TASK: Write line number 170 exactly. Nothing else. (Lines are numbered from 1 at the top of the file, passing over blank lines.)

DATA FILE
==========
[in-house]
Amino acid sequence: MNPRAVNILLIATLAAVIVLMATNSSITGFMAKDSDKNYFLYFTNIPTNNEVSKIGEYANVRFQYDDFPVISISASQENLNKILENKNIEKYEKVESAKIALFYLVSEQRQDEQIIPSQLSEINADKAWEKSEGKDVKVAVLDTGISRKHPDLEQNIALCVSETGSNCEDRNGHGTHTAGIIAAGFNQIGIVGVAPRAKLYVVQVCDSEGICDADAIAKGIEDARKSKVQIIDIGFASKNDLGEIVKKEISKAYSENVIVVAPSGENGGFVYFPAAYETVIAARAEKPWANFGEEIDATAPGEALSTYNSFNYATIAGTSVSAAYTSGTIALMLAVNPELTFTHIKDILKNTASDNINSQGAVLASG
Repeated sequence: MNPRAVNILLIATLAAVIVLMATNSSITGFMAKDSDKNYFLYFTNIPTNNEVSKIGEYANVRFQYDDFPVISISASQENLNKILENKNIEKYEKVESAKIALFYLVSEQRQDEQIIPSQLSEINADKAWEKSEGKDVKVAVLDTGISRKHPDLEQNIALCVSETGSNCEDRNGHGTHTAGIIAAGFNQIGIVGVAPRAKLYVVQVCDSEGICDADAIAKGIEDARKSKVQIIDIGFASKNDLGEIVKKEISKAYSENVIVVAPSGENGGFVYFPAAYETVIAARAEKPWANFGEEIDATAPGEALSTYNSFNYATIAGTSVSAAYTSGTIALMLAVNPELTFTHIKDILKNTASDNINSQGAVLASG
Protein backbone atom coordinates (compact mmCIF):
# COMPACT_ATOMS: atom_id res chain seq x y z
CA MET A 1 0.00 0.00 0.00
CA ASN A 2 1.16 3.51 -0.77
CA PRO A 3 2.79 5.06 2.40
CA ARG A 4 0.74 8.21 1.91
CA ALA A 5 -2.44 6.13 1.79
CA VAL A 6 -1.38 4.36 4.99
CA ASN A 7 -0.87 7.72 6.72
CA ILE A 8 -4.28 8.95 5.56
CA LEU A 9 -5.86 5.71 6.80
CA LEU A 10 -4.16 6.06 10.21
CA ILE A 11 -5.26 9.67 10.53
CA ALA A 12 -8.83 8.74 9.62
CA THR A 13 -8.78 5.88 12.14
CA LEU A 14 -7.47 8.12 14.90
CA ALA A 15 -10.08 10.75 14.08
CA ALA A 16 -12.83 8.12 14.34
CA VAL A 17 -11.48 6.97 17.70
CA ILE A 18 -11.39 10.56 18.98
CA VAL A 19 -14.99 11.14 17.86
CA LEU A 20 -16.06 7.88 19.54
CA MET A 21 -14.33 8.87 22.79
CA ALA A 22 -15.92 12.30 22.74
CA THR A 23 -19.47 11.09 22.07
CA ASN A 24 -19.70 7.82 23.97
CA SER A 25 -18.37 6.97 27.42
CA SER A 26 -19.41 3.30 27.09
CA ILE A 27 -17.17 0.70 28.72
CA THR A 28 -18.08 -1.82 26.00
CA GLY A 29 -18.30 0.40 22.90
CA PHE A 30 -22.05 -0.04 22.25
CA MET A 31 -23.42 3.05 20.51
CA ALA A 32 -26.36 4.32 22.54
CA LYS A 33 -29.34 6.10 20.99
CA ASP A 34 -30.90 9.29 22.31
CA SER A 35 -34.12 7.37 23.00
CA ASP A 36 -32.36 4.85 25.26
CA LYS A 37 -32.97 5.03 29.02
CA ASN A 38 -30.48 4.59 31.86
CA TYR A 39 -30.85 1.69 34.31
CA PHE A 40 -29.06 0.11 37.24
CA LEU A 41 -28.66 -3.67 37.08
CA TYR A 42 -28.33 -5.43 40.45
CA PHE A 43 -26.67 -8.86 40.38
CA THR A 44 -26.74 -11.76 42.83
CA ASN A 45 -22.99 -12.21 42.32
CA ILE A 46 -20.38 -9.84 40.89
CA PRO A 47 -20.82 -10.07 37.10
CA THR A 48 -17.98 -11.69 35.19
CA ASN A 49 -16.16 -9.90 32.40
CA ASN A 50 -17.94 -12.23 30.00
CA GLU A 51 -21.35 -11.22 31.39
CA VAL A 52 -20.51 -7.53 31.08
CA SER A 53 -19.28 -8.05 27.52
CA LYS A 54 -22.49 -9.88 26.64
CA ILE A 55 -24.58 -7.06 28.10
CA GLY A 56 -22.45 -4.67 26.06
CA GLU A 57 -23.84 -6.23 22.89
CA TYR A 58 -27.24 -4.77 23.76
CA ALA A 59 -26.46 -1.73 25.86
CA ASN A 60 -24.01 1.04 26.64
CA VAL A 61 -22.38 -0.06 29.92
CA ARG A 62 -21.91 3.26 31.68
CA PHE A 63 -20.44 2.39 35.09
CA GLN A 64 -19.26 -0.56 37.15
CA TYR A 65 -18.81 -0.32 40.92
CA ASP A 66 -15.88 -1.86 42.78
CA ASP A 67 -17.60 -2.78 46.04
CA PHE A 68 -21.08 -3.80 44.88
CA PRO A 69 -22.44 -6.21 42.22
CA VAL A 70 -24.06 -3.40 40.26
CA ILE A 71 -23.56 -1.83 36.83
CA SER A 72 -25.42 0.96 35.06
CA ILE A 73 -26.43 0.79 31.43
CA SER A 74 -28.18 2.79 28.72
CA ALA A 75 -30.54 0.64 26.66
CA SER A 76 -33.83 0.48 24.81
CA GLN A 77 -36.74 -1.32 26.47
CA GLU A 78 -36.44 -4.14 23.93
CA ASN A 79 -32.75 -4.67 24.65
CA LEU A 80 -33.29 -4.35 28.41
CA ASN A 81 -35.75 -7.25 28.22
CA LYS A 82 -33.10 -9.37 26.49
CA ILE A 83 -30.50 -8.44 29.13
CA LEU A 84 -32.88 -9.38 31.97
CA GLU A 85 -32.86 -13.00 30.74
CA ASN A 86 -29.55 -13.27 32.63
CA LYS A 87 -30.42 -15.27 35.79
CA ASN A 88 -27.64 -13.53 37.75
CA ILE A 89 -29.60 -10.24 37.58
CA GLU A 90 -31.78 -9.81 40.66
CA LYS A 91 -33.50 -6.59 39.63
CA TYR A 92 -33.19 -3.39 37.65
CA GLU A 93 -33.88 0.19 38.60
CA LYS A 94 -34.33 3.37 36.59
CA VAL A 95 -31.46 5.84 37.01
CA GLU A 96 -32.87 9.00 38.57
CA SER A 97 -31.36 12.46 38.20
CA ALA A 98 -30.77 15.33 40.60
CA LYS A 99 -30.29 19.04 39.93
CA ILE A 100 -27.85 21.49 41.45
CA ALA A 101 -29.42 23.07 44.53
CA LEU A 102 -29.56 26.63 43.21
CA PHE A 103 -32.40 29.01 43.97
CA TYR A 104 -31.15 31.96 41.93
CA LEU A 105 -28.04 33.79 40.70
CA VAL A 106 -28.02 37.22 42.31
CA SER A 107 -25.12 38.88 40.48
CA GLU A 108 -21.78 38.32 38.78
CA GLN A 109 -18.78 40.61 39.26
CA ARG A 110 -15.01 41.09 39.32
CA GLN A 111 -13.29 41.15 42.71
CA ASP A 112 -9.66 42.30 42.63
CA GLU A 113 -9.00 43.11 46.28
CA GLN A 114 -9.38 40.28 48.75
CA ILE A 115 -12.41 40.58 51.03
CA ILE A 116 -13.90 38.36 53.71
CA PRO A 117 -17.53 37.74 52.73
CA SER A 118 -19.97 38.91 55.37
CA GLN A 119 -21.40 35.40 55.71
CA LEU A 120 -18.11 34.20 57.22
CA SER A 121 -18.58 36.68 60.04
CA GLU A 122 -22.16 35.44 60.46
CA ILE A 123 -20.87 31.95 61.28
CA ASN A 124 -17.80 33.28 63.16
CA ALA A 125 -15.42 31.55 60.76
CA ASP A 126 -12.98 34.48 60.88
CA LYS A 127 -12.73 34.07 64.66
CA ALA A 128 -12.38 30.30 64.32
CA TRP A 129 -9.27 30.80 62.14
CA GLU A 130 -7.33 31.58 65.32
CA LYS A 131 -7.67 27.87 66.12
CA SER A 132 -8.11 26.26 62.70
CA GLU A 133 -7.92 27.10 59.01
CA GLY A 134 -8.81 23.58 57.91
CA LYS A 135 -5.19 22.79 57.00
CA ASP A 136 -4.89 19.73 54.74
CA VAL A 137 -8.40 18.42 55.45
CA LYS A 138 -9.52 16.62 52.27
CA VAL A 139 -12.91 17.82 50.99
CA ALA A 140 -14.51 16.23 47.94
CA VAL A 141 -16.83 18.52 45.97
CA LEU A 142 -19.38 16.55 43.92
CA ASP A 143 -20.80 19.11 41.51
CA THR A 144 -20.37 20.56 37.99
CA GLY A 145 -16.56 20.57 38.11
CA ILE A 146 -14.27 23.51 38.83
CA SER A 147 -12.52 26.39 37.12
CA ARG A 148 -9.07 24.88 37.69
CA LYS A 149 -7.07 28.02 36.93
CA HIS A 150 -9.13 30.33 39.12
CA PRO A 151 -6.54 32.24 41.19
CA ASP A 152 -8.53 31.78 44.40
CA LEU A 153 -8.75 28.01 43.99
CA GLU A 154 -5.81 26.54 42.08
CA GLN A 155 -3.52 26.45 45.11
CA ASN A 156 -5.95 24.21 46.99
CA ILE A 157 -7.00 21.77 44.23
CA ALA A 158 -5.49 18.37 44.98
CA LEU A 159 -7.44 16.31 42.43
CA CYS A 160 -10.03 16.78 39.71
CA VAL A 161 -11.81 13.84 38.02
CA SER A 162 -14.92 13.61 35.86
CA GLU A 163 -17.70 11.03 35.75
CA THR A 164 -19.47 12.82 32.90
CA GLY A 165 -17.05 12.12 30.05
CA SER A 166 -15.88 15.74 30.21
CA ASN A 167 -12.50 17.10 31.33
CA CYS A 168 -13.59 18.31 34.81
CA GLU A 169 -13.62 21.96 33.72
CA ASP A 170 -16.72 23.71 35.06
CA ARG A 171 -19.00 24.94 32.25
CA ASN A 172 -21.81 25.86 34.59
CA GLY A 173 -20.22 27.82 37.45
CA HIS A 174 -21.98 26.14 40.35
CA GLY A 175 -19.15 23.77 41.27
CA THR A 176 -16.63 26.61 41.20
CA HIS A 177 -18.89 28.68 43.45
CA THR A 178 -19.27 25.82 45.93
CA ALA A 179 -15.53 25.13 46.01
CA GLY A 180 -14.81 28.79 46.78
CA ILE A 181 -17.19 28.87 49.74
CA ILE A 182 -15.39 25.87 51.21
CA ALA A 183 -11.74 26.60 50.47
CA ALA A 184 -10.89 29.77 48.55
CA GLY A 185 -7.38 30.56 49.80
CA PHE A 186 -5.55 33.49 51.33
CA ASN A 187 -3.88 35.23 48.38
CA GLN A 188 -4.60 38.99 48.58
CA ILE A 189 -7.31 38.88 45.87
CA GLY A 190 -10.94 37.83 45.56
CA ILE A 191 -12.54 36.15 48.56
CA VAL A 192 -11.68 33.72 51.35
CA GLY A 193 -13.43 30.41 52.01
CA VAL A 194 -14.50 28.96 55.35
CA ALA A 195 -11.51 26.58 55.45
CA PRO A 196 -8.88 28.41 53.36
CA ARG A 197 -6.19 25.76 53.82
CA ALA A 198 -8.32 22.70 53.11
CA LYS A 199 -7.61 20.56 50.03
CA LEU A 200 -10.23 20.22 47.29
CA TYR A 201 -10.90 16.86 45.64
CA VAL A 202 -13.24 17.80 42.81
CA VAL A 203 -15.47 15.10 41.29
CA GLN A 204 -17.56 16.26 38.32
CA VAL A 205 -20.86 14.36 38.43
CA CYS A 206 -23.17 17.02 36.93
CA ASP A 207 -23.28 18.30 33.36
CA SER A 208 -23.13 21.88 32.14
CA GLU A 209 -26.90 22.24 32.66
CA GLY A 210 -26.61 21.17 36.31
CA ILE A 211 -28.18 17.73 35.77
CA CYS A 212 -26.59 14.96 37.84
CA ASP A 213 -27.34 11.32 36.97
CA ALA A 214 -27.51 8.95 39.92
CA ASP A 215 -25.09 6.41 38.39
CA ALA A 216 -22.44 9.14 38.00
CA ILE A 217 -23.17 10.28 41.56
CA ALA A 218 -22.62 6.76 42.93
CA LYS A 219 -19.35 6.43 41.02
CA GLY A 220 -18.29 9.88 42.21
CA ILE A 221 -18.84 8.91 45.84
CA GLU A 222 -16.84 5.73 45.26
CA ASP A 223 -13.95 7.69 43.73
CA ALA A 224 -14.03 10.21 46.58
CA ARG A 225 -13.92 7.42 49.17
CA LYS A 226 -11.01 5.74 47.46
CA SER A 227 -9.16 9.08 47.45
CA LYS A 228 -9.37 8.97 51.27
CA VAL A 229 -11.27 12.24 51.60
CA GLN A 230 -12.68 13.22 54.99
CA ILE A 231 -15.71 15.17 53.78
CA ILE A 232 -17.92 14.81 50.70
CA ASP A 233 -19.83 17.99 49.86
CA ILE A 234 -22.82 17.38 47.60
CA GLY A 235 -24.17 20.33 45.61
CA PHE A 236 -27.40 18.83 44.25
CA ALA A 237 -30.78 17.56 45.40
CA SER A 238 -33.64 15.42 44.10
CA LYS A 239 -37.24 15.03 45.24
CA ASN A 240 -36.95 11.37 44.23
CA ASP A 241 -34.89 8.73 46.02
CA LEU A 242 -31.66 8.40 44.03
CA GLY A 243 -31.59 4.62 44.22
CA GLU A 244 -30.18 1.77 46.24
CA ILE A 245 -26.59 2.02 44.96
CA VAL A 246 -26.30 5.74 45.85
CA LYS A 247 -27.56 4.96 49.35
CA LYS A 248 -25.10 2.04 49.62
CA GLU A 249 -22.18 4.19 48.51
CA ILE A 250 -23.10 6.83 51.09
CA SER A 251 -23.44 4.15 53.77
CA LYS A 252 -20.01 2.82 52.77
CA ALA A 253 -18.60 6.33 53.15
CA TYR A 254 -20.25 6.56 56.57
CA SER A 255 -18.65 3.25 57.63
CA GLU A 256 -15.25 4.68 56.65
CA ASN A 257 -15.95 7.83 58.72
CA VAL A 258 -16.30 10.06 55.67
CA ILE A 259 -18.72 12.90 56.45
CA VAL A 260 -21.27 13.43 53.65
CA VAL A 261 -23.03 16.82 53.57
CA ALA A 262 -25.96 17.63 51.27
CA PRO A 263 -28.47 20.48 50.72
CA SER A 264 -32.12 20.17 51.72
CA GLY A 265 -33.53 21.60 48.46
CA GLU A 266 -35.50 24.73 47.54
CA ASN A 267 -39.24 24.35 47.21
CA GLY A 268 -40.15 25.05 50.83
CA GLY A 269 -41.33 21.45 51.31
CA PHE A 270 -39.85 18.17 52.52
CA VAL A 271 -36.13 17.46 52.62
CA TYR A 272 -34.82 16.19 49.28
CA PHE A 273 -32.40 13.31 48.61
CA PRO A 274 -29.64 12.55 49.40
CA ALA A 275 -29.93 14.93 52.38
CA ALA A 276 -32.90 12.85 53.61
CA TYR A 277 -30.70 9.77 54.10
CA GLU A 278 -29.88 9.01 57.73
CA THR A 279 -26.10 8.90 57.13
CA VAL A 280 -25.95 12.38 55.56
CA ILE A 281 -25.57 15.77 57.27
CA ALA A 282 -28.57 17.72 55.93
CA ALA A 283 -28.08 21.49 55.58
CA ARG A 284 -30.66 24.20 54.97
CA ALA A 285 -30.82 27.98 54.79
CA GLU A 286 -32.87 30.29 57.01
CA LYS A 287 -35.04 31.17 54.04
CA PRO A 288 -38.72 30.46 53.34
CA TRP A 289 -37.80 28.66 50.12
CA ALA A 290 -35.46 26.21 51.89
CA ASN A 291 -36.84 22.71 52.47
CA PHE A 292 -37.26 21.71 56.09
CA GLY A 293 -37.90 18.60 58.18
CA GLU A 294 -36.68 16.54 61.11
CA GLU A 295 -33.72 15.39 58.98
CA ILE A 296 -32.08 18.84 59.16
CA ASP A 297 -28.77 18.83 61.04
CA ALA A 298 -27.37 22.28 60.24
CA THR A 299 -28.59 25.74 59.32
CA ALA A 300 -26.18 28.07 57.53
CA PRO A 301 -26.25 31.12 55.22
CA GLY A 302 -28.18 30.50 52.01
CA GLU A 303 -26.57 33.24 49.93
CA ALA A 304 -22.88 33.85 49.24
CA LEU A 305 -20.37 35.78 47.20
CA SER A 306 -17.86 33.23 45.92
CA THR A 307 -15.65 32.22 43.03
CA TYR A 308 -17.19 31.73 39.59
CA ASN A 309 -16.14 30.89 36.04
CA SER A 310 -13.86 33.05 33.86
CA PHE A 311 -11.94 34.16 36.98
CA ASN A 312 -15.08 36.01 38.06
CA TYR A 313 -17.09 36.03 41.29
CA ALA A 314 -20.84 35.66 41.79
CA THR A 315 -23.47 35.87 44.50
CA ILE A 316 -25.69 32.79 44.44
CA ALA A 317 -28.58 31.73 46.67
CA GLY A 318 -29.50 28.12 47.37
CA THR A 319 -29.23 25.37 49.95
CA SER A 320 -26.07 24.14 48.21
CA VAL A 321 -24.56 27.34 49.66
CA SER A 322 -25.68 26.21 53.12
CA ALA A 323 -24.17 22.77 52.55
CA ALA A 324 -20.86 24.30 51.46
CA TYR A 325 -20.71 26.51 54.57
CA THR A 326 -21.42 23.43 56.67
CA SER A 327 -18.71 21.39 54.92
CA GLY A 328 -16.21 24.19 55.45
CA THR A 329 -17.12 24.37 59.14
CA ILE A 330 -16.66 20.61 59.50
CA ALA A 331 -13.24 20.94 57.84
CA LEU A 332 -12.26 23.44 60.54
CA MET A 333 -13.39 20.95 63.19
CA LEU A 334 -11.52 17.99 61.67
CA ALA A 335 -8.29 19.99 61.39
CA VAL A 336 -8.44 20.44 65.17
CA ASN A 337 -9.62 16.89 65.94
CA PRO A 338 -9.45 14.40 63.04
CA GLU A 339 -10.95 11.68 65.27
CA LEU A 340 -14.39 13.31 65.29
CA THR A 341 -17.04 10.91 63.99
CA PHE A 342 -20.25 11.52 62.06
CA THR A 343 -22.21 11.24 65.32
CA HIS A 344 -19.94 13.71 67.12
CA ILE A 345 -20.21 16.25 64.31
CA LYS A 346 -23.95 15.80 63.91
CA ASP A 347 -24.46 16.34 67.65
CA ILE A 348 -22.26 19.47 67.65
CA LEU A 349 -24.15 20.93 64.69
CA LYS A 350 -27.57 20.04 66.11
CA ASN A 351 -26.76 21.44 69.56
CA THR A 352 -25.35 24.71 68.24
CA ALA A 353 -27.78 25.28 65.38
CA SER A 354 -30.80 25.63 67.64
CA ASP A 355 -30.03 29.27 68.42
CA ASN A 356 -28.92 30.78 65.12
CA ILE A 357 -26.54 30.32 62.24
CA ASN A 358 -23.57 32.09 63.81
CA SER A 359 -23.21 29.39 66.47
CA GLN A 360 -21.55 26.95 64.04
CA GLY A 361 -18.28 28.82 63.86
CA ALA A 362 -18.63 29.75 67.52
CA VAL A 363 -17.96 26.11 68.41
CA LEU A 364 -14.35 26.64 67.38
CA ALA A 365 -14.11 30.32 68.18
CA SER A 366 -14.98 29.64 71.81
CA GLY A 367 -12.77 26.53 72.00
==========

CA GLY A 165 -17.05 12.12 30.05